1891variable will be set to the name of the most recently executed
1892C<(*MARK:NAME)>.
1893
42ac7c82 1894See L</(*SKIP)> for more details.
5d458dd8 1895
b62d2d15
YO
1896As a shortcut C<(*MARK:NAME)> can be written C<(*:NAME)>.
1897
5d458dd8
YO
1898=item C<(*THEN)> C<(*THEN:NAME)>
1899
ac9d8485 1900This is similar to the "cut group" operator C<::> from Perl 6. Like
5d458dd8
YO
1901C<(*PRUNE)>, this verb always matches, and when backtracked into on
1902failure, it causes the regex engine to try the next alternation in the
ac9d8485
FC
1903innermost enclosing group (capturing or otherwise) that has alternations.
1904The two branches of a C<(?(condition)yes-pattern|no-pattern)> do not
1905count as an alternation, as far as C<(*THEN)> is concerned.
5d458dd8
YO
1906
1907Its name comes from the observation that this operation combined with the
1908alternation operator (C<|>) can be used to create what is essentially a
1909pattern-based if/then/else block:
1910
1911 ( COND (*THEN) FOO | COND2 (*THEN) BAR | COND3 (*THEN) BAZ )
1912
1913Note that if this operator is used and NOT inside of an alternation then
1914it acts exactly like the C<(*PRUNE)> operator.
1915
1916 / A (*PRUNE) B /
1917
1918is the same as
1919
1920 / A (*THEN) B /
1921
1922but
1923
25e26d77 1924 / ( A (*THEN) B | C ) /
5d458dd8
YO
1925
1926is not the same as
1927
25e26d77 1928 / ( A (*PRUNE) B | C ) /
5d458dd8
YO
1929
1930as after matching the A but failing on the B the C<(*THEN)> verb will
1931backtrack and try C; but the C<(*PRUNE)> verb will simply fail.
24b23f37 1932
cbeadc21
JV
1933=back
1934
1935=item Verbs without an argument
1936
1937=over 4
1938
e2e6a0f1
YO
1939=item C<(*COMMIT)>
1940X<(*COMMIT)>
24b23f37 1941
241e7389 1942This is the Perl 6 "commit pattern" C<< <commit> >> or C<:::>. It's a
5d458dd8
YO
1943zero-width pattern similar to C<(*SKIP)>, except that when backtracked
1944into on failure it causes the match to fail outright. No further attempts
1945to find a valid match by advancing the start pointer will occur again.
1946For example,
24b23f37 1947
d1fbf752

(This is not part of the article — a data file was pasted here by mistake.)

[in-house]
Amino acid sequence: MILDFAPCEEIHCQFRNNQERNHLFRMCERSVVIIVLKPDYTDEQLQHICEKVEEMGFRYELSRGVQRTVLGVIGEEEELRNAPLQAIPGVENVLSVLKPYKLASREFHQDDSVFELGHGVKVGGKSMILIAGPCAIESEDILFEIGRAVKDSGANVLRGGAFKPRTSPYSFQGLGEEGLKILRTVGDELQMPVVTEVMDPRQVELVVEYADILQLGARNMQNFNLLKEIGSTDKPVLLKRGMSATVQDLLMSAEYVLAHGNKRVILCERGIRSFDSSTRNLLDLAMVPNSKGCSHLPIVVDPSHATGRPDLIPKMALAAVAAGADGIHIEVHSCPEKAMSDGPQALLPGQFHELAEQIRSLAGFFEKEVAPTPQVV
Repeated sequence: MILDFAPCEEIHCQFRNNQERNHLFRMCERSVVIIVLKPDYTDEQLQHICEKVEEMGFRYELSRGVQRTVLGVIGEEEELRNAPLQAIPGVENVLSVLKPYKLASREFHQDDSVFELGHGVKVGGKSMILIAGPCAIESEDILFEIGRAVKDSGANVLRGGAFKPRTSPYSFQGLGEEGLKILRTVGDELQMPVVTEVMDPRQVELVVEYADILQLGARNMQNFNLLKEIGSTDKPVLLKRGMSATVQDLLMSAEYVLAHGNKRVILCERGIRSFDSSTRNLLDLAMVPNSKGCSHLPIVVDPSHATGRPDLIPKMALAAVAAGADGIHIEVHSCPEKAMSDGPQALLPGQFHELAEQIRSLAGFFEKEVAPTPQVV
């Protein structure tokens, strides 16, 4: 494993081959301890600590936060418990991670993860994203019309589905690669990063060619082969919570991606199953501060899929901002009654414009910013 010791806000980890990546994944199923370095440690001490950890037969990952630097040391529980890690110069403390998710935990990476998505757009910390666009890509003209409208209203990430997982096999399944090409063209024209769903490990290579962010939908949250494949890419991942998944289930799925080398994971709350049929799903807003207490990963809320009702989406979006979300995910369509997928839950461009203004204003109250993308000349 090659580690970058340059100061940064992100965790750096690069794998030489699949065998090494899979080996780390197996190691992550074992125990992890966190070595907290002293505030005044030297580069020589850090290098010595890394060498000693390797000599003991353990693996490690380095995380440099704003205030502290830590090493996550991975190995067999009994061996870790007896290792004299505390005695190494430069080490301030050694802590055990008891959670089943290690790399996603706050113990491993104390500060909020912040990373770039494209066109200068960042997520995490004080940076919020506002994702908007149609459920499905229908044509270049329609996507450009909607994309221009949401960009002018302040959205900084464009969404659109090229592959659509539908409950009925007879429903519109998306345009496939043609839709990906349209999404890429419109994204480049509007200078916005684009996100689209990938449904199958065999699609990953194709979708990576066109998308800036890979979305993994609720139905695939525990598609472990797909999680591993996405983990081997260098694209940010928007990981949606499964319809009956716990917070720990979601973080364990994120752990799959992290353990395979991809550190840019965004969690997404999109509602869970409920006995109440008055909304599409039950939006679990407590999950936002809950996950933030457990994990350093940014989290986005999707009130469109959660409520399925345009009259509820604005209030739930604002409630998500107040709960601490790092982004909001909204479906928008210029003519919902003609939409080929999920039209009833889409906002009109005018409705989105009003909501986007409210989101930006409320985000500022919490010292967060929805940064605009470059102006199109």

KW
1948 'aaabaaab' =~ /a+b?(*COMMIT)(?{print "$&\n"; $count++})(*FAIL)/;
1949 print "Count=$count\n";
24b23f37
YO
1950
1951outputs
1952
1953 aaab
1954 Count=1
1955
e2e6a0f1
YO
1956In other words, once the C<(*COMMIT)> has been entered, and if the pattern
1957does not match, the regex engine will not try any further matching on the
1958rest of the string.
c277df42 1959
e2e6a0f1
YO
1960=item C<(*FAIL)> C<(*F)>
1961X<(*FAIL)> X<(*F)>
9af228c6 1962
e2e6a0f1
YO
1963This pattern matches nothing and always fails. It can be used to force the
1964engine to backtrack. It is equivalent to C<(?!)>, but easier to read. In
1965fact, C<(?!)> gets optimised into C<(*FAIL)> internally.
9af228c6 1966
e2e6a0f1 1967It is probably useful only when combined with C<(?{})> or C<(??{})>.
9af228c6 1968
e2e6a0f1
YO
1969=item C<(*ACCEPT)>
1970X<(*ACCEPT)>
9af228c6 1971
e2e6a0f1
YO
1972B<WARNING:> This feature is highly experimental. It is not recommended
1973for production code.
9af228c6 1974
e2e6a0f1
YO
1975This pattern matches nothing and causes the end of successful matching at
1976the point at which the C<(*ACCEPT)> pattern was encountered, regardless of
1977whether there is actually more to match in the string. When inside of a
0d017f4d 1978nested pattern, such as recursion, or in a subpattern dynamically generated
e2e6a0f1 1979via C<(??{})>, only the innermost pattern is ended immediately.
9af228c6 1980
c27a5cfe 1981If the C<(*ACCEPT)> is inside of capturing groups then the groups are
e2e6a0f1
YO
1982marked as ended at the point at which the C<(*ACCEPT)> was encountered.
1983For instance:
9af228c6 1984
e2e6a0f1 1985 'AB' =~ /(A (A|B(*ACCEPT)|C) D)(E)/x;
9af228c6 1986
e2e6a0f1 1987will match, and C<$1> will be C<AB> and C<$2> will be C<B>, C<$3> will not
0b928c2f 1988be set. If another branch in the inner parentheses was matched, such as in the
e2e6a0f1 1989string 'ACDE', then the C<D> and C<E> would have to be matched as well.
9af228c6
YO
1990
1991=back
c277df42 1992
a0d0e21e
LW
1993=back
1994
c07a80fd 1995=head2 Backtracking
d74e8afc 1996X<backtrack> X<backtracking>
c07a80fd 1997
35a734be
IZ
1998NOTE: This section presents an abstract approximation of regular
1999expression behavior. For a more rigorous (and complicated) view of
2000the rules involved in selecting a match among possible alternatives,
0d017f4d 2001see L<Combining RE Pieces>.
35a734be 2002
c277df42 2003A fundamental feature of regular expression matching involves the
5a964f20 2004notion called I<backtracking>, which is currently used (when needed)
0d017f4d 2005by all regular non-possessive expression quantifiers, namely C<*>, C<*?>, C<+>,
9da458fc
IZ
2006C<+?>, C<{n,m}>, and C<{n,m}?>. Backtracking is often optimized
2007internally, but the general principle outlined here is valid.
c07a80fd
PP
2008
2009For a regular expression to match, the I<entire> regular expression must
2010match, not just part of it. So if the beginning of a pattern containing a
2011quantifier succeeds in a way that causes later parts in the pattern to
2012fail, the matching engine backs up and recalculates the beginning
2013part--that's why it's called backtracking.
2014
2015Here is an example of backtracking: Let's say you want to find the
2016word following "foo" in the string "Food is on the foo table.":
2017